anatol girs and “we were in auschwitz” by siedlecki, olszewski, borowski
Written by Janusz Nel Siedlecki, Krystyn Olszewski, and Tadeusz Borowski but widely attributed to Borowski (a note in Postal indiscretions: The Correspondence of Tadeusz Borowski, edited by Tadeusz Drewnowski and translated by Alicia Nitecki states that Borowski became “not only the author of the few stories for which he is known, but also the author of texts based on the other people’s accounts, co-author of most of the other stories, and also of the editing work (preface, dictionary, forewords to the stories, etc.)”), We Were in Auschwitz (also translated by Nitecki) was largely the brainchild of Anatol Girs, a graphic artist and publisher who Borowski met in 1945 while both were imprisoned in Dachau (Prior to being moved to Dachau, Girs, like Borowski, was also imprisoned in Auschwitz) and with whom Borowski worked at the Polish Red Cross in Munich immediately after the war. It was Girs who encouraged Borowski, known primarily as a poet, to write prose (his stark and wrenching poems, many of which were written at Auschwitz, unfortunately remain unpublished in an English translation although some can be found online).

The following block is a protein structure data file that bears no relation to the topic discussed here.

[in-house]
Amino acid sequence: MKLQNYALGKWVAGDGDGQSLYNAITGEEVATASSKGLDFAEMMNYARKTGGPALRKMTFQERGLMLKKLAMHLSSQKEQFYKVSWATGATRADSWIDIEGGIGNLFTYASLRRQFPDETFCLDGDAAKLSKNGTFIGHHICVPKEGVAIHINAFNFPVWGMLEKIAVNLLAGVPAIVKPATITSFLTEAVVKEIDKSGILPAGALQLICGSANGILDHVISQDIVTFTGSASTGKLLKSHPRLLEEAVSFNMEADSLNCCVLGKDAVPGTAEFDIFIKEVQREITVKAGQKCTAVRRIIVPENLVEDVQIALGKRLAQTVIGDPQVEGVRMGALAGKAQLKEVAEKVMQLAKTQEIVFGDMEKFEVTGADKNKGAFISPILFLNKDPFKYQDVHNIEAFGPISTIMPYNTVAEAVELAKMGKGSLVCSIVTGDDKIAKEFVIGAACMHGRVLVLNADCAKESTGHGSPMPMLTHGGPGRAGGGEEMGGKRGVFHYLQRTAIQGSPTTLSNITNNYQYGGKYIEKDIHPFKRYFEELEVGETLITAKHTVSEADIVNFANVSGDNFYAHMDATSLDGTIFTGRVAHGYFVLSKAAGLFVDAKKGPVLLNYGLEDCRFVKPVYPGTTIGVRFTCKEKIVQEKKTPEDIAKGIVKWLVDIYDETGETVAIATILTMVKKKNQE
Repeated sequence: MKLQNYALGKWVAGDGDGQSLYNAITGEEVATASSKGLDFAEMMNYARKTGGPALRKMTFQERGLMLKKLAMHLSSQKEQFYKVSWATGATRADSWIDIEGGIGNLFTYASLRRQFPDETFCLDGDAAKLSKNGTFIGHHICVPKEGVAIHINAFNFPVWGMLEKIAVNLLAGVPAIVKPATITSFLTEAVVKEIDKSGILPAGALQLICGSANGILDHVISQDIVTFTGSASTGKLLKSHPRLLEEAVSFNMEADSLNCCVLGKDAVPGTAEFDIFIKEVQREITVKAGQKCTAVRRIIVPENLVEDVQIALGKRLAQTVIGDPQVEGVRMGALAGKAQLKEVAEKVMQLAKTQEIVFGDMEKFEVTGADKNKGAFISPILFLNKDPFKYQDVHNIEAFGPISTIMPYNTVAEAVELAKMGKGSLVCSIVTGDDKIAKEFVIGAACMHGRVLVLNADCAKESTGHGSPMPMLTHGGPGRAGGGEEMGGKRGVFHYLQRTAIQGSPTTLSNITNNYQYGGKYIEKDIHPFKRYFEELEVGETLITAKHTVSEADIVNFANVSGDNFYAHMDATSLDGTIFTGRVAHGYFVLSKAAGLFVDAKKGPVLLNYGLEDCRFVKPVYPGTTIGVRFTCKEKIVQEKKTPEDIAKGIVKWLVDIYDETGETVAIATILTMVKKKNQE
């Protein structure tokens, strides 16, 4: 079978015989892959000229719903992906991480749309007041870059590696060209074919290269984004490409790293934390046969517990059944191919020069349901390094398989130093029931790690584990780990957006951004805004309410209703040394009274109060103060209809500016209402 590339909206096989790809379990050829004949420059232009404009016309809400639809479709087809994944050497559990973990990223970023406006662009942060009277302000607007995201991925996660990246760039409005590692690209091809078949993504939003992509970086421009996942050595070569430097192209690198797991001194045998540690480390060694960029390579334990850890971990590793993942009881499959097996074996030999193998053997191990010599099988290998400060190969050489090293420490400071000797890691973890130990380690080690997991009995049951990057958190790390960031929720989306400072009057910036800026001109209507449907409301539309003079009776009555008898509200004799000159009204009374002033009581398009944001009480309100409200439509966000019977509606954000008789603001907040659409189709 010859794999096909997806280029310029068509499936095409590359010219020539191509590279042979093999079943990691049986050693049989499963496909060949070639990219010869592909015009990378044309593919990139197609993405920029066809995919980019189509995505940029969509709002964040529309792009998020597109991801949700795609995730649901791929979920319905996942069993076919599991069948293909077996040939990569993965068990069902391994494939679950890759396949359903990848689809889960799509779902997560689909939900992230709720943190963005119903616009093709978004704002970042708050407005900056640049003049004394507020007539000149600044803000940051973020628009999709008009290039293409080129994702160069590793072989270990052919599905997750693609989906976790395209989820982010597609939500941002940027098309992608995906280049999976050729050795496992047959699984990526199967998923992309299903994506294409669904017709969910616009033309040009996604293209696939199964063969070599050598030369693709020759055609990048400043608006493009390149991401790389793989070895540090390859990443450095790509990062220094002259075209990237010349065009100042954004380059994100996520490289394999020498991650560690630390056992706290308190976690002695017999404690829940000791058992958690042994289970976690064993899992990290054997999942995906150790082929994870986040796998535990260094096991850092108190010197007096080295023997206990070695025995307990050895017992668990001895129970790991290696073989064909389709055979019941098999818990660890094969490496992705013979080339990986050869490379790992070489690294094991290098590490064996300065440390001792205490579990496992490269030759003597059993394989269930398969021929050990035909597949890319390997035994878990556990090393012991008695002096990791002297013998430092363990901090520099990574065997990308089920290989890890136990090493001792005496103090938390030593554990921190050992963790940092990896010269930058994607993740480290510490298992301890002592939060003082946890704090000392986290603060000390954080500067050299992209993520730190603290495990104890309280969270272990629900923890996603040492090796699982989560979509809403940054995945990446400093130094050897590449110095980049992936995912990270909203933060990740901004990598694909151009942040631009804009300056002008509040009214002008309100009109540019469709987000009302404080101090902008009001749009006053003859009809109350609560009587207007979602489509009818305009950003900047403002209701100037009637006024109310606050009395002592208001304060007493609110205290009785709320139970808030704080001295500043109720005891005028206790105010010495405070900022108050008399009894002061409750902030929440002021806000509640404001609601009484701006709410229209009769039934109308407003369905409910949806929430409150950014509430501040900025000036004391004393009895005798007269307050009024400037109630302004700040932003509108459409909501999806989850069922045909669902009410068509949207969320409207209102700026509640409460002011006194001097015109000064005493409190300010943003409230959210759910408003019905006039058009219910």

We Were in Auschwitz (Byliśmy w Oświęcimiu) was published in 1946 in Munich by Girs’ Oficyna Warszawska na Obczyznie. His evocative design for the cover reproduced the prison stripes of the camp uniforms and, incredibly, some unknown quantity of copies were actually bound with fabric from concentration camp uniforms themselves (a 2002 exhibit at Yale University on the work of Girs curated by Jae Jennifer Rossman displayed two such copies owned by Girs’ daughter Barbara). The copy on the left is in the collection on Professor Nitecki. The red triangle denotes, in the classification system used at Auschwitz and elsewhere, a “political” prisoner, (meaning almost certainly a Polish national); the number 6643 was the actual camp number of Janusz Siedlecki. The title page prominently lists the camp number of each author next to his name, Borowski’s, 119198, being the highest. Incidentally, the English translation by Nitecki published by Welcome Rain in 2000 faithfully reproduces the original cover. But, perhaps even more gut-wrenching than the copies bound in fabric from camp uniforms is Girs’ personal copy, also in the Yale exhibit (from the collection of Barbara Girs), hand bound in leather cut from an SS officer’s coat and embellished front and back with a strand of barbed wire and embossed on the spine with the image of a cracked skull.
Very special thanks to Alicia Nitecki, Jae Jennifer Rossman and Barbara Girs.